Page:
Feb. 14, 2000 NEW ORLEANS (Feb. 10, 2000) -- The first use of lasers as a treatment to remove stroke-causing blood clots was reported in a study here today at the American Stroke Association's 25th International Stroke Conference.
The American Stroke Association is a division of the American Heart Association.
A team led by Wayne M. Clark, M.D., of the Oregon Stroke Center in Portland, Ore., discussed preliminary results on five stroke patients they have treated with an experimental procedure involving the use of lasers to "vaporize" clots in the carotid arteries, the vessels that supply blood to the brain.
The researchers say their study represents the first use of laser clot-busting, or thrombolysis, in stroke patients. The study is designed to examine the safety of the technique and the scientists add there is much to be done before determining whether patients show improvements following laser treatment. "It looks very promising," says Clark. "But at this point, we're mainly studying the safety. We have achieved complete vessel re-opening in some patients, while in others, treatment was not possible due to difficulties getting to the clot with the laser-tipped catheter."
Clark adds that mechanical clot removal -- whether it's the use of lasers, clot-suction devices, or other means by which to physically remove the obstruction -- could be the next wave of acute stroke treatment.
"We don"t know which device or which technique will be the answer, but I think it is reasonable to say that five years from now, mechanical clot disruption will be a major factor in the treatment of acute stroke," he says. "Particularly in patients with larger strokes, this type of treatment could be useful.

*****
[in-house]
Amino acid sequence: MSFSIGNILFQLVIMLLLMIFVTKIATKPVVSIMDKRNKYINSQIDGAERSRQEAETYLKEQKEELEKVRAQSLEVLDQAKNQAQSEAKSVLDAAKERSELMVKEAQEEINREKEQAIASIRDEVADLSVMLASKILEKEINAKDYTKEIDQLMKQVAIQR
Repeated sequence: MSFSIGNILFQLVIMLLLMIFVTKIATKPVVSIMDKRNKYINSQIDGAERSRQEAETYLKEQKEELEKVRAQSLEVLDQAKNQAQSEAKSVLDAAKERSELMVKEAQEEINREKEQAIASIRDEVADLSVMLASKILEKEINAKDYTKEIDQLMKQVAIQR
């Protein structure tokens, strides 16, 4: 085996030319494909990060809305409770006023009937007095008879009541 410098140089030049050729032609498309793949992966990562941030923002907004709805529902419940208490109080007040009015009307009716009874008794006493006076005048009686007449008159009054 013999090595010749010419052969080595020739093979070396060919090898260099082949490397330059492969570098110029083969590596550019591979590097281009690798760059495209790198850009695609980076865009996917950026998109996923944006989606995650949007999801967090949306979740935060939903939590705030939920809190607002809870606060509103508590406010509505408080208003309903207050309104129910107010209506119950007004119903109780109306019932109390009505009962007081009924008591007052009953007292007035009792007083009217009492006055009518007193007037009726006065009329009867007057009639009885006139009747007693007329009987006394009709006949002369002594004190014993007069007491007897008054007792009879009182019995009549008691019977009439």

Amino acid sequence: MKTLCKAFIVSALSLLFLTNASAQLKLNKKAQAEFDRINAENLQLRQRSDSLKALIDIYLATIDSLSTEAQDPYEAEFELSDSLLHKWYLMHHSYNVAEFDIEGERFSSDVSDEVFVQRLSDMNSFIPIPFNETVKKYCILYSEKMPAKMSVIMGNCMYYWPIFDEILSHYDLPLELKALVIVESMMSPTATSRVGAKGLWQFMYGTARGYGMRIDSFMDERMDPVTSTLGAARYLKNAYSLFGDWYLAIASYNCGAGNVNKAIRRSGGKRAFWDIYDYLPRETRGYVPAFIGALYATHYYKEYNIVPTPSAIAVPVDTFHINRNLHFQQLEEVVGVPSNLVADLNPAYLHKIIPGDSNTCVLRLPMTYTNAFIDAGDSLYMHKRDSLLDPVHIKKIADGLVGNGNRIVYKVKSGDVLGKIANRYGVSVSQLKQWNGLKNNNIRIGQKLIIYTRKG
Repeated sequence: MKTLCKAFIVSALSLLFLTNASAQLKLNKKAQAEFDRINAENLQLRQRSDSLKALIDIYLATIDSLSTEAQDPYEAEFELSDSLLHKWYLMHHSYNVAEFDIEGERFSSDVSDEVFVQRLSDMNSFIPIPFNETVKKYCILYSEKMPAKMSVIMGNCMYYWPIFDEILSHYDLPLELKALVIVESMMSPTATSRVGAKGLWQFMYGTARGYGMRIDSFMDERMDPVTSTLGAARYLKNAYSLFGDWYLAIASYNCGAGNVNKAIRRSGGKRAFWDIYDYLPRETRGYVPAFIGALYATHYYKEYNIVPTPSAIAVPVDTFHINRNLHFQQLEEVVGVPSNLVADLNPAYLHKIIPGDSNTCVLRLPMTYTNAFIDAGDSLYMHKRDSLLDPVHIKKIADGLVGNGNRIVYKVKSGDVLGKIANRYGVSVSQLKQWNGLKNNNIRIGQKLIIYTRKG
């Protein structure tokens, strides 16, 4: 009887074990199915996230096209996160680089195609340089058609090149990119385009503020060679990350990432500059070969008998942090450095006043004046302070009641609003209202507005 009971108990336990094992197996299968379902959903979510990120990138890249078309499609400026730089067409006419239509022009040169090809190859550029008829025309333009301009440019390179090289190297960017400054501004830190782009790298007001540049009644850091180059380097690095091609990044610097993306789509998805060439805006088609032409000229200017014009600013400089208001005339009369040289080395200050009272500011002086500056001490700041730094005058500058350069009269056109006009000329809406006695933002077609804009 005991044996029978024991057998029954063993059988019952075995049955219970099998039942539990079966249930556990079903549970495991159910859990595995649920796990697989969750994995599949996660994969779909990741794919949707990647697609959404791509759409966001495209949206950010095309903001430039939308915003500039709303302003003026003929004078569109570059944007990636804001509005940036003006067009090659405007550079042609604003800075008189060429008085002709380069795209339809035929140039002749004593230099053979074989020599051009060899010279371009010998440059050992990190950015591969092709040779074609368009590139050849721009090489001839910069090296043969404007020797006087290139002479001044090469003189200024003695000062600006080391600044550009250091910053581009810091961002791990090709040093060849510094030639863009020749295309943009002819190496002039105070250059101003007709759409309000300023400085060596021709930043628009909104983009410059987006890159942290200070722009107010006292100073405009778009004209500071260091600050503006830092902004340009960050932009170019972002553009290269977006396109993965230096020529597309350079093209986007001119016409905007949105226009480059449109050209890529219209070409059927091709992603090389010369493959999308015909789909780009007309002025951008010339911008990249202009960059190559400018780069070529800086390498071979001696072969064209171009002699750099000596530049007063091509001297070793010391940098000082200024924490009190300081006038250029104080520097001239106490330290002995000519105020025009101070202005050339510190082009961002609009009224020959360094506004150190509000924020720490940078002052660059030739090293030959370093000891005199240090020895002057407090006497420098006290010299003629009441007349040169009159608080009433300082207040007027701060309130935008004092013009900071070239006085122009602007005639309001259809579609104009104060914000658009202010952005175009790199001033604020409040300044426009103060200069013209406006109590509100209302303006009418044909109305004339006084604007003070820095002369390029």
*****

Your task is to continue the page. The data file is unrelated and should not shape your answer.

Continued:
"Regardless of what type of mechanical disruption you're using, the opportunity is there to remove the clot instantly, in minutes instead of hours, theoretically," adds Clark. "We do not have the necessary data on this yet, which is why we are moving forward cautiously."
Patients studied had to be given the treatment within 8 to 24 hours of a stroke, depending on the location of the stroke. If the stroke was in the anterior carotid artery, it had to be treated within eight hours. A stroke caused by a blockage in the posterior carotid artery had to be treated within 24 hours. Researchers also took into consideration the stroke's severity, using the National Institute of Health Stroke Score, which measures a patient's motor skills, language capability and other factors.
Currently, the only federally-approved acute treatment for stroke caused by blood clots is a clot-dissolving drug called tissue plasminogen activator (TPA), which must be administered within three hours of stroke onset to be effective.
"It is still very true that 'time is brain,' but we hope that through treatments like this one, we can provide a longer time window for stroke treatment," says Clark.
The laser procedure is not as simple as aiming a laser at a person's neck and "zapping" the clot away.
After it has been determined by medical personnel at the hospital that a person has had a stroke caused by a blood clot, the cause of about 80 percent of strokes, a catheter equipped with a laser is threaded through the vessels to the exact spot of the clot. The physician can see where the catheter is by use of an angiogram -- a widely-used imaging technique which gives a "picture" of what's going on inside the blood vessels.
The physician then must move the laser tip to within a centimeter of the clot for the system to work. The laser is activated and the light is drawn only to the components of the blood clot, which is composed of various proteins, red blood cells and other particles. Light and energy are only created where there is red -- the color of the clot -- not in the white walls of the vessel surrounding the clot.
"The light only causes energy when it hits something red," adds Clark. "The laser will hit the clot and vaporize it."
Co-authors are Lisa A. Buckley, M.D.; Gary M. Nesbit, M.D.; Helmi L. Lutsep, M.D.; Stanley L. Barnwell, M.D.; Anne J. Doherty, R.N.; and Kenton W. Gregory, M.D.; all of the Oregon Stroke Center.
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